LatinEdit

EtymologyEdit

From *nuō.

PronunciationEdit

NounEdit

nūtus m (genitive nūtūs); fourth declension

  1. nod, nodding
  2. downward tendency or motion; the pull of gravity
  3. command, will, pleasure
    ad nutumat will

DeclensionEdit

Fourth-declension noun.

Case Singular Plural
Nominative nūtus nūtūs
Genitive nūtūs nūtuum
Dative nūtuī nūtibus
Accusative nūtum nūtūs
Ablative nūtū nūtibus
Vocative nūtus nūtūs

DescendantsEdit

  • Portuguese: nuto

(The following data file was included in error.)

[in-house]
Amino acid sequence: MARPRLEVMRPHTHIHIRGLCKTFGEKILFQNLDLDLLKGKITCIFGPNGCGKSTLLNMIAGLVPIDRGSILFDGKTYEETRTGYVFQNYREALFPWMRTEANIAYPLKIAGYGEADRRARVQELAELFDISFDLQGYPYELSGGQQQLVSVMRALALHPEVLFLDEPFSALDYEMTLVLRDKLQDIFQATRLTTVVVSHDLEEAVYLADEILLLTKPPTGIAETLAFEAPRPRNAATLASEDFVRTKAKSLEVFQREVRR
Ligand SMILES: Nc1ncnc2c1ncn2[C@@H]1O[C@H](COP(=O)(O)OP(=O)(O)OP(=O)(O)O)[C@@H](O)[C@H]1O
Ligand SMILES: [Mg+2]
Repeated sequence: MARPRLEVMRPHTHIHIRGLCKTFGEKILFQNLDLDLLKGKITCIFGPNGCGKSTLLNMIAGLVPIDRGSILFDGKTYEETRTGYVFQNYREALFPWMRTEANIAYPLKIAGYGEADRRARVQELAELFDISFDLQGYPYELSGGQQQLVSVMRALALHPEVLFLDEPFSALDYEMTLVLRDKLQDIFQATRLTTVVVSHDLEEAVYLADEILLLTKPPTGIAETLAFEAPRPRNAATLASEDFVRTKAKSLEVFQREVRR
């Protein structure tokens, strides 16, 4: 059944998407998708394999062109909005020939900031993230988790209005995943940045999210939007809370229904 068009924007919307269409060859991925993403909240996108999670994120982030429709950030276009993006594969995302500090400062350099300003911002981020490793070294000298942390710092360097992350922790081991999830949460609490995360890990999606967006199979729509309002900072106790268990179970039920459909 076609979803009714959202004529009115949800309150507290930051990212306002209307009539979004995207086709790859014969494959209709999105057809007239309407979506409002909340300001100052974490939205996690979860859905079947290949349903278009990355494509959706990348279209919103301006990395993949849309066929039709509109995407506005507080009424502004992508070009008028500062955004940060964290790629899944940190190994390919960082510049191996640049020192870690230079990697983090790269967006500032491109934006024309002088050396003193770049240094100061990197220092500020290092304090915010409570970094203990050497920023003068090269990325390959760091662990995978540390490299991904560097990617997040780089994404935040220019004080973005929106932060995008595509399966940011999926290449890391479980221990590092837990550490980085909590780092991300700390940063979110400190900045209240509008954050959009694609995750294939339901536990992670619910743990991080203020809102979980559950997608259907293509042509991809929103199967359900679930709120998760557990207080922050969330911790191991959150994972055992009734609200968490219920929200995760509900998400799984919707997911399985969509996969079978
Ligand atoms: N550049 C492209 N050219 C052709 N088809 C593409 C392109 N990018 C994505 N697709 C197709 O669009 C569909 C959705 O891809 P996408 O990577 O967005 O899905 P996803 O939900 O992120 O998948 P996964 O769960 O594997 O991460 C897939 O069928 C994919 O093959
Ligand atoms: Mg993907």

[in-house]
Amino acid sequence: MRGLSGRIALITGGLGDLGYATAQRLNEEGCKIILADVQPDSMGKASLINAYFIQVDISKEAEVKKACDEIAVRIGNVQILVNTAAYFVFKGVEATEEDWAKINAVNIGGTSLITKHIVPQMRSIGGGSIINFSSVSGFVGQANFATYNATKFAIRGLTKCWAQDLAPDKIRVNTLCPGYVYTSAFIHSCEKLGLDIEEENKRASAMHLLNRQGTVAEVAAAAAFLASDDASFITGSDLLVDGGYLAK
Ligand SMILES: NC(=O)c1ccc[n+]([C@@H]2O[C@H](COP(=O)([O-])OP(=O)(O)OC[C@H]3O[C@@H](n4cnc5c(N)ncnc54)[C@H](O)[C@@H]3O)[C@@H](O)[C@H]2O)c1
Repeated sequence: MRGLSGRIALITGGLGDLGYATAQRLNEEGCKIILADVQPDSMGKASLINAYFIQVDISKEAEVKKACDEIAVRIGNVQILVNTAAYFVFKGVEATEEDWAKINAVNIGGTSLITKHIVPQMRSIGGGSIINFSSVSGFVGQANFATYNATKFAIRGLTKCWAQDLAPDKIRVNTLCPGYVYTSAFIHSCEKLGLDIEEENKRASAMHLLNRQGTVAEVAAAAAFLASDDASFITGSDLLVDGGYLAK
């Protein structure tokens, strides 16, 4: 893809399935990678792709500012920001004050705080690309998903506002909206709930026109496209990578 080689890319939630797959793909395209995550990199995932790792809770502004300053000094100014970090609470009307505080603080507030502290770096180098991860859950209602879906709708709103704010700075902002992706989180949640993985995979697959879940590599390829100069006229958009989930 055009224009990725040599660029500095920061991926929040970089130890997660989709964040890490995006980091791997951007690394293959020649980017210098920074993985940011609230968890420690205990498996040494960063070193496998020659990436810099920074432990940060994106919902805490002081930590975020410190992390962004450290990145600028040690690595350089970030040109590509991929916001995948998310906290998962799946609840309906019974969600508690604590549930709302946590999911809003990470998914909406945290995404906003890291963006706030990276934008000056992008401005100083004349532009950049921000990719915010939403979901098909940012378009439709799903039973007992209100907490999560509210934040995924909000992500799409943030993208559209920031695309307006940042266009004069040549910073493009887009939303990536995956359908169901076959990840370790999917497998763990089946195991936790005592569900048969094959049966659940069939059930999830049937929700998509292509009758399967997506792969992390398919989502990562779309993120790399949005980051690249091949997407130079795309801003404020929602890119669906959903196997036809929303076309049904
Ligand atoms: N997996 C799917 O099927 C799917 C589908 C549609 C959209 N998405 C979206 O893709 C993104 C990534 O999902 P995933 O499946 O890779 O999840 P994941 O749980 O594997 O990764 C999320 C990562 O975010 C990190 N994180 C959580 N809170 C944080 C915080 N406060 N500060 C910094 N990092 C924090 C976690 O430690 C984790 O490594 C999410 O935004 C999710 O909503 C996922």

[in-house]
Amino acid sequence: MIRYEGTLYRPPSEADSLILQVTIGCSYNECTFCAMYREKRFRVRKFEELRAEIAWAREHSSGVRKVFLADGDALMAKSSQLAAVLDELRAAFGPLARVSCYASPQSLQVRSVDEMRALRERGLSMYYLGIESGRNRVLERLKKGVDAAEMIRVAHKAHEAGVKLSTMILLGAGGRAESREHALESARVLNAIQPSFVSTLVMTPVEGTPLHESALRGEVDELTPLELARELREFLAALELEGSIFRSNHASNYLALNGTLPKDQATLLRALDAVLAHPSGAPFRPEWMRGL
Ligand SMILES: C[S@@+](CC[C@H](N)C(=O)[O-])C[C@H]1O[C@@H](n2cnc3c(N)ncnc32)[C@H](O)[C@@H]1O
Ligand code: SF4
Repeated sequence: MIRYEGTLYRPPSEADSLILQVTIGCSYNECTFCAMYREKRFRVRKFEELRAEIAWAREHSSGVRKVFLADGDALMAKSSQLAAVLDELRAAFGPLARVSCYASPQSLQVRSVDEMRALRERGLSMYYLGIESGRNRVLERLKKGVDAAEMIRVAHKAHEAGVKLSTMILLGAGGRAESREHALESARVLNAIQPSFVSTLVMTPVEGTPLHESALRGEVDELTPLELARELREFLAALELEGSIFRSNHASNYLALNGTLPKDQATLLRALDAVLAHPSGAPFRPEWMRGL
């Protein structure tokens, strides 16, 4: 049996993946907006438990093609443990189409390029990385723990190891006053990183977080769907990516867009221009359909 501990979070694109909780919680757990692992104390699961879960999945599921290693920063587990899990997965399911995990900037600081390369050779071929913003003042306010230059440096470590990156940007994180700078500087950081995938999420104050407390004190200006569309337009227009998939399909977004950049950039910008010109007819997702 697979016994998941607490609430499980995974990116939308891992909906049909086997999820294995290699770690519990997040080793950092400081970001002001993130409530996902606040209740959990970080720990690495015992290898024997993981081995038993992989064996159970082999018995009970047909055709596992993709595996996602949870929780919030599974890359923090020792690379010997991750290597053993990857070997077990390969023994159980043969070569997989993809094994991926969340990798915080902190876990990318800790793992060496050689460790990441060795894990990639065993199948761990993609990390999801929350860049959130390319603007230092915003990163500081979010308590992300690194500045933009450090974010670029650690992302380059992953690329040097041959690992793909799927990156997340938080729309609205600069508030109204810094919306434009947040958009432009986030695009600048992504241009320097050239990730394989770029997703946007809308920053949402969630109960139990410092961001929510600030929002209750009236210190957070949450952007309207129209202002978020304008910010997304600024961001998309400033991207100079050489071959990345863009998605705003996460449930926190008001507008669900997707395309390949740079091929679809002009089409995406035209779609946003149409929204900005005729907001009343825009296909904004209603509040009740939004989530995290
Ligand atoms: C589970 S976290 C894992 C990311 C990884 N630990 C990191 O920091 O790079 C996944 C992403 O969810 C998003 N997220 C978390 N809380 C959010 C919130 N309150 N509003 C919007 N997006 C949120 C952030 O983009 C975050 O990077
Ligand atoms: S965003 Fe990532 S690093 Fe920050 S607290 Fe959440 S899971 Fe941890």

• Spanish: nuto

ReferencesEdit

  • nutus in Charlton T. Lewis and Charles Short (1879) A Latin Dictionary, Oxford: Clarendon Press
  • nutus in Charlton T. Lewis (1891) An Elementary Latin Dictionary, New York: Harper & Brothers
  • nutus in Gaffiot, Félix (1934) Dictionnaire Illustré Latin-Français, Hachette
  • Carl Meissner; Henry William Auden (1894) Latin Phrase-Book[1], London: Macmillan and Co.
    • gravity: nutus et pondus or simply nutus (ῥοπή)
    • to take one's directions from another; to obey him in everything: se convertere, converti ad alicuius nutum
    • to be at the beck and call of another; to be his creature: totum se fingere et accommodare ad alicuius arbitrium et nutum